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Charting key to MS patient advocacy

By Stephanie Butler

I was a Neurosurgical ICU nurse for several years before being diagnosed with MS. After my diagnosis I decided to get my MS certification and began working as a nurse in an MS center. Since then I have been playing the role of both a patient and a provider. Because I am a nurse I am good at navigating insurance claims and advocating for myself during visits to the doctor. However, the majority of patients don’t have a healthcare background. Today I am going to teach you one simple way to be your own advocate.

In the hospital every professional, from doctors to physical therapists, depends on patient charts to do their jobs. Arguably the chart is just as important as the patient, which may sound heartless, but hear me out. Patients forget details, or, sometimes, even lie about them on purpose. Your brain is a real thing, and it’s not your fault that you can’t remember your medications, every test result you have ever gotten back, or who your urologist is. The chart however never deceives. It contains all of the data, results, and hard evidence that lets us do our jobs.

However, most of us are not in a hospital or facility where all of our information is kept in one place. We bounce from specialist to specialist, between multiple offices and medical centers. Our chart doesn’t follow us everywhere we go. Instead, we have several charts in several different offices, each one only containing part of our story. We are constantly asked to recall every detail of our extremely complicated medical histories by everyone from gynecologists to neurologists. Have you ever left an appointment and remembered a potentially critical detail that you forgot to tell the doctor? Have you ever moved and experienced the frustration of getting all your records from 10 different doctors sent to your new provider? Wouldn’t it be nice if your chart could follow you everywhere to avoid those situations? Well mine does, and yours can too.

I started with a standard binder and organized it how a hospital chart would be organized. It has been so helpful, and every doctor that I visit is grateful to have an organized record of my medical history. You have the right to have copies of all medical records and test results, you just have to ask for them. Additionally MRIs and other radiology results can be burned onto a CD for you, often free of charge. Here is how I organized my chart, I hope it inspires you to do something similar.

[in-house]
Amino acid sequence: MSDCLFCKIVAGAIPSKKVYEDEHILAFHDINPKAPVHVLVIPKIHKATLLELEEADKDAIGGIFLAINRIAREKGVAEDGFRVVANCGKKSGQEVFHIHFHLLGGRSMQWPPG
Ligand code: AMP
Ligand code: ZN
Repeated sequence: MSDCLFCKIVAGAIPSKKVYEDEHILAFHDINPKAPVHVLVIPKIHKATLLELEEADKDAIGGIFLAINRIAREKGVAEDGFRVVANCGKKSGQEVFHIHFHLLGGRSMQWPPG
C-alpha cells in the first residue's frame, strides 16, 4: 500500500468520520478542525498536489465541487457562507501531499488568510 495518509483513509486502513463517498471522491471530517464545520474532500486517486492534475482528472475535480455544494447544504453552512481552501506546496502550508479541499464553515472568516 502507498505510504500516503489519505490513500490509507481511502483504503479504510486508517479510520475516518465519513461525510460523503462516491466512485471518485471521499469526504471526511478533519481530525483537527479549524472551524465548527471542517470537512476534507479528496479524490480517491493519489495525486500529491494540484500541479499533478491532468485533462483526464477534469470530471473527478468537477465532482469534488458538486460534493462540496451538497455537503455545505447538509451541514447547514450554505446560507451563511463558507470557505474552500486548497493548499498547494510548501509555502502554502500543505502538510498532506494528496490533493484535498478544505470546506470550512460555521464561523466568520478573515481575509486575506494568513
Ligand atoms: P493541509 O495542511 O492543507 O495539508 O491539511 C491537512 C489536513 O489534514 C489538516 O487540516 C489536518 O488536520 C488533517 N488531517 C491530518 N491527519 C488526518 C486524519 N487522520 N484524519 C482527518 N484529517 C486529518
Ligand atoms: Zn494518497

Front Flap
  •  A list of all current medications and allergies. For medications include the name of the medication, the dosage, and how often you take it. For allergies record what kind of allergic reaction you had (i.e. rash, trouble breathing etc.)
  •  CDs of MRI images
  •  A list of questions that I don’t want to forget to ask

On the first divider I tape the business cards of doctors, social workers, and other professionals that are involved in my care. When I need to contact someone I never have to search for their contact information, and when I’m in a doctor’s office and they want to send records to another one of my specialists I always have fax numbers right there.

Next I have four sections, separated by dividers:

1. Lab and Diagnostic Studies
  • Recent blood work, and any special blood tests like lyme titers
  • Lumbar puncture (spinal tap) results
  • MRI reports
  • Evoked Potential reports
  • Visual test results

2. Progress Notes
  • Visit notes from doctors, if your doctor’s office will provide them

3. Hospital Admissions
  • Dates of every hospital admission, brief notes about the admission, and any important paperwork

4. Insurance Paperwork and Billing
  • Copies of bills
  • Enrollment information for copay assistance programs
  • Copies of insurance denial/approval letters for tests and medications
  • Receipts of all copays because they are tax deductions
  • Which disease-modifying therapies you have been on, the dates, and why you switched off of them. This also can help speed up the approval process with your insurance company if you have to switch to a new drug.

Being an informed patient should be a priority for everyone with MS, and everyone who cares for someone with MS. Having well-organized records can help providers give you the best care possible, and may even spare you from having to repeat unpleasant tests and exams.

Even if you don’t create an entire chart, having copies of important test results is always a good idea. I once met a doctor who’s office was tragically lost in a fire, along with all the medical records of all of his patients! Having your own records, even just as a back up, can only help you. The takeaway is this: be your own advocate!

Stephanie Butler is an ICU nurse who was diagnosed with multiple sclerosis at the age of 25. Six months after being diagnosed she became a Multiple Sclerosis Certified Nurse and started working in an MS center.  She is also attending graduate school to become a Nurse Practitioner, and hopes to continue working with people who have MS for a very long time. Her blog, www.justkeepsmyelin.com, offers a unique perspective on Multiple Sclerosis from the point of view of both a healthcare provider, and as a person living with the disease every day. Her mission is to bring compassion, humor, and a deeper understanding of MS to anyone who reads it.